Internet Social Media

What Is The Imbecilic Art Of Vaguebooking?

Dave Parrack 15-02-2012

What Is The Imbecilic Art Of Vaguebooking? I Hate Attention SeekersYou may not have heard of the term Vaguebooking, but I can guarantee you will have seen at least one example of it in action. Certainly if you’re active on Facebook, Twitter, Google+, or any one of the numerous other social networks open to us all. In fact, you probably see it on a daily basis. If you have those kinds of virtual friends.


There was a time when people kept diaries in order to express their innermost thoughts and feelings, and the entries for some days will have taken the form of emotional pleas to no one in particular. Diaries have now largely been superseded by social networks, and it’s much easier to put out a subtle cry for help on one of these. Unfortunately doing so is very, very annoying. And possibly a sign of something altogether more worrying.

What Is Vaguebooking?

What Is The Imbecilic Art Of Vaguebooking? Vaguebooking Definition

Vaguebooking is any update on a social network (although primarily Facebook) that is intentionally vague. Status updates which fall under the category of vaguebooking can be long or short, but most comprise just a few simple words. Regardless of the length they all have one thing in common – to elicit a response from friends and followers.

While the majority of us will just be clear about something that has happened or why we’re upset, vaguebookers take great delight in beating around the metaphorical bush. Seeking attention while giving away as little as humanly possible.



What Is The Imbecilic Art Of Vaguebooking? Vaguebooking Angry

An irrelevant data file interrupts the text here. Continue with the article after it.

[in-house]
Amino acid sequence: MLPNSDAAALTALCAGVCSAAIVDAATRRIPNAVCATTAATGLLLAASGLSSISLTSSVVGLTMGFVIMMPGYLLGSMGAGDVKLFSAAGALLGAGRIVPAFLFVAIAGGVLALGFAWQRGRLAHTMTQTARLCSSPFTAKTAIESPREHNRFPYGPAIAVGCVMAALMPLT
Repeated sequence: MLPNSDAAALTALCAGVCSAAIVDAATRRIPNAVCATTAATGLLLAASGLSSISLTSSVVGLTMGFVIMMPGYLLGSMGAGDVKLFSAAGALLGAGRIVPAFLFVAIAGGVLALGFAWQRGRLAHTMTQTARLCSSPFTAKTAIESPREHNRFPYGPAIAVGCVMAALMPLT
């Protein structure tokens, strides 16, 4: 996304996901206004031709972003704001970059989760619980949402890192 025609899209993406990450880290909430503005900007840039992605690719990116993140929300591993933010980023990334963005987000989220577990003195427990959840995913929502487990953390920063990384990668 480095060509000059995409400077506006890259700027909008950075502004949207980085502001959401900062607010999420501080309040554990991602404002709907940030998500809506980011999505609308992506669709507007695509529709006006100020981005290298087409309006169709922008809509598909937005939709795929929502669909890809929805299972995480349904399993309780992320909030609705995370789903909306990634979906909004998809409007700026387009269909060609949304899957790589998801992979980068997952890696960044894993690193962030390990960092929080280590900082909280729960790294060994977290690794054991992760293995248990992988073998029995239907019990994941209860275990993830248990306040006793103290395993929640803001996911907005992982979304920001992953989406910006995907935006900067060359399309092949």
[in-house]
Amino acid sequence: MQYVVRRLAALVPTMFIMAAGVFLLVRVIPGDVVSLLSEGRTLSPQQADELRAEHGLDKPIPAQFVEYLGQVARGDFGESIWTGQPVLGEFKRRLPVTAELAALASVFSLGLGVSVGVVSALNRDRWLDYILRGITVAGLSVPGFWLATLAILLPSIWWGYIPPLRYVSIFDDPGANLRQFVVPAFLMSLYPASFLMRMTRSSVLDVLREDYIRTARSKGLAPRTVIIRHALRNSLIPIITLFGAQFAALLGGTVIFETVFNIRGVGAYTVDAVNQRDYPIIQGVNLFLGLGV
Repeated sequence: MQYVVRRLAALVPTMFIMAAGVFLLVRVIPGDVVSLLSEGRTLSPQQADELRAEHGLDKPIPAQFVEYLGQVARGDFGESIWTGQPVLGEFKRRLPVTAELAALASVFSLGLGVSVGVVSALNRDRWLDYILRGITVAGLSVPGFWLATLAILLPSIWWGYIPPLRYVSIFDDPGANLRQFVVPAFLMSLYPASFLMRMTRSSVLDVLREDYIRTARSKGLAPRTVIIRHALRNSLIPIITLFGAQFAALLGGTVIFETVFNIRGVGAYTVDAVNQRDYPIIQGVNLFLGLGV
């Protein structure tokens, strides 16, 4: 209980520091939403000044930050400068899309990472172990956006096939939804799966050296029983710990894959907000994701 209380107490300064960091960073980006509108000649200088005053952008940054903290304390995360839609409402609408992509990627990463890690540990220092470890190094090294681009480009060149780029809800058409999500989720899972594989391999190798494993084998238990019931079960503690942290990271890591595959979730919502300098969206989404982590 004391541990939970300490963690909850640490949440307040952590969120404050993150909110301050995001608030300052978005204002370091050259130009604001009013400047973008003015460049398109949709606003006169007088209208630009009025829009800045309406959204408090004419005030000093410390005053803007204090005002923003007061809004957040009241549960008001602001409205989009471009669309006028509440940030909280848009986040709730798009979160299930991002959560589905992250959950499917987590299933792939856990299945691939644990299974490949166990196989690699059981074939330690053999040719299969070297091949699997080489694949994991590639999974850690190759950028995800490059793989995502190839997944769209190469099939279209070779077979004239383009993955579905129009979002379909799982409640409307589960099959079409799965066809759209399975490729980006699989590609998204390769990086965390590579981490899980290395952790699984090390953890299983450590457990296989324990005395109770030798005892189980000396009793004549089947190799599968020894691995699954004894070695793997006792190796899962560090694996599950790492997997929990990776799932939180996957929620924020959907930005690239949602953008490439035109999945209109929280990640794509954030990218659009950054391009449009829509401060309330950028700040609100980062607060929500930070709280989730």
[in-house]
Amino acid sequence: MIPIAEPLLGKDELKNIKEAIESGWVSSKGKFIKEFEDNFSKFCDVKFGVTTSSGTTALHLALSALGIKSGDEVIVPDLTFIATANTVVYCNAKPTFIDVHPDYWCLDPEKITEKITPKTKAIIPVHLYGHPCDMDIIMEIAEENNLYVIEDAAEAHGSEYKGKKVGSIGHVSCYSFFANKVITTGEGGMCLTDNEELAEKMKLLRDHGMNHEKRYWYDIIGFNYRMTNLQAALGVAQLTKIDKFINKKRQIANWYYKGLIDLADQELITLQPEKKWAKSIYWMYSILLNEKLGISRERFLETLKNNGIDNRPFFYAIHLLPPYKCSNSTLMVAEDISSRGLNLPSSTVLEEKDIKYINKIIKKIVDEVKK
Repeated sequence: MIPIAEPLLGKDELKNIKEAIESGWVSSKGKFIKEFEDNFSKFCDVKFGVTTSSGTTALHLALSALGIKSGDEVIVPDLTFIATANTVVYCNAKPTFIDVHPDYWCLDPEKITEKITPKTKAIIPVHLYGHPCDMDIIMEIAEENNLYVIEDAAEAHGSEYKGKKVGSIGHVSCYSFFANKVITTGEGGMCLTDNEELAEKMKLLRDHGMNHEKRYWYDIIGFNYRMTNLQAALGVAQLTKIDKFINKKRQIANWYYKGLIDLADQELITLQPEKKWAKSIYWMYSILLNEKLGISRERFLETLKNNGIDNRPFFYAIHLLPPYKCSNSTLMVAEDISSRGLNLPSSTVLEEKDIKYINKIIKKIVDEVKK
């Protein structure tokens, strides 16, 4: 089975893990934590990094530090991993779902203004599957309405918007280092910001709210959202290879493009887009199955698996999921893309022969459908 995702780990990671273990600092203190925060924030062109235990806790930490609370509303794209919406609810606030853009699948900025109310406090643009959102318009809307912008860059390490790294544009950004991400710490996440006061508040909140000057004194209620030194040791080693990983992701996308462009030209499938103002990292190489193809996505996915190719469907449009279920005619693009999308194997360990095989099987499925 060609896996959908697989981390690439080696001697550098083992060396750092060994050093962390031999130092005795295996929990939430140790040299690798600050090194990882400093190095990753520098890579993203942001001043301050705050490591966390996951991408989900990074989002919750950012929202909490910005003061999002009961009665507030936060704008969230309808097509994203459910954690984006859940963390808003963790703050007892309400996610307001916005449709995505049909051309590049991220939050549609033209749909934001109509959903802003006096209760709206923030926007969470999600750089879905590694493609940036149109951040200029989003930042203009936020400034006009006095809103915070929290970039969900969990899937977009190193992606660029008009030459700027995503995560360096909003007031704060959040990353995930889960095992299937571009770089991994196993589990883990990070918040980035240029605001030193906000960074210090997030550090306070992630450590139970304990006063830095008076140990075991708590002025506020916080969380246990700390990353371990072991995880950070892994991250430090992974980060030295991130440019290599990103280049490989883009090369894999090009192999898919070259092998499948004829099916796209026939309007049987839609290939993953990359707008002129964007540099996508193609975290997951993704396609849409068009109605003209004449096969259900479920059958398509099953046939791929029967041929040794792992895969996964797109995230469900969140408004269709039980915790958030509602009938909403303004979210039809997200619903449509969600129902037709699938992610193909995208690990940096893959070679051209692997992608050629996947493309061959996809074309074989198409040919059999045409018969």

This is an expression of emotion in its most basic form. On this occasion it’s anger, but other emotions can replace anger quite easily. Instead of, “I’m so angry right now. Arrggh!,” it could be, “I’m so confused right now. Waagh!,” or, “I’m so miserable right now. Boohoo!.”


What Is The Imbecilic Art Of Vaguebooking? Vaguebooking Why

This is a classic, and is one of the most annoying forms of vaguebooking that exists. It’s about as vague as it gets while still using words (see next example). With “Why? Only me…” you’re imparting the fact that something (likely something bad) has happened that you need someone to ask you about.

Question Marks

What Is The Imbecilic Art Of Vaguebooking? Vaguebooking Question Marks

Sometimes you don’t even need words. Sometimes a few question marks in a row is enough. It is bound to get some kind of response from someone, whether it be more question marks or a simple “what’s up?” Which is all those who write this kind of status update are after; proof that they exist. Because looking in the mirror is clearly not enough.

Who Does It?

What Is The Imbecilic Art Of Vaguebooking? Vaguebooking Explanation

Sadly, everyone seems prone to partake in a little vaguebooking from time to time. I have witnessed normally sane and sensible people vaguebooking in order to elicit sympathy or some kind of response from someone, somewhere. I’m not sure they even care who it is that responds, as long as someone does.

Vaguebookers cannot be pigeonholed as belonging to any particular race, religion, or class. They come from all walks of life. But it’s a new trend that we shouldn’t allow to propagate. If we do then all our timelines and feeds will be full of nothing other than pointless cries for attention.

Don’t Join Them!

If you have yet to catch the vaguebooking bug, and I sincerely hope you have resisted up to this point, then please don’t join the legion of vaguebookers muddying up their timelines with inane nonsense.

Personally if I have something important to say to someone, or something serious going on in my life that’s causing me any kind of extreme emotion, I avoid Facebook. Instead, I talk to someone real, someone I know and can trust, someone who may possibly be able to impart a few words of wisdom to help make me feel better, or offer practical advice which helps.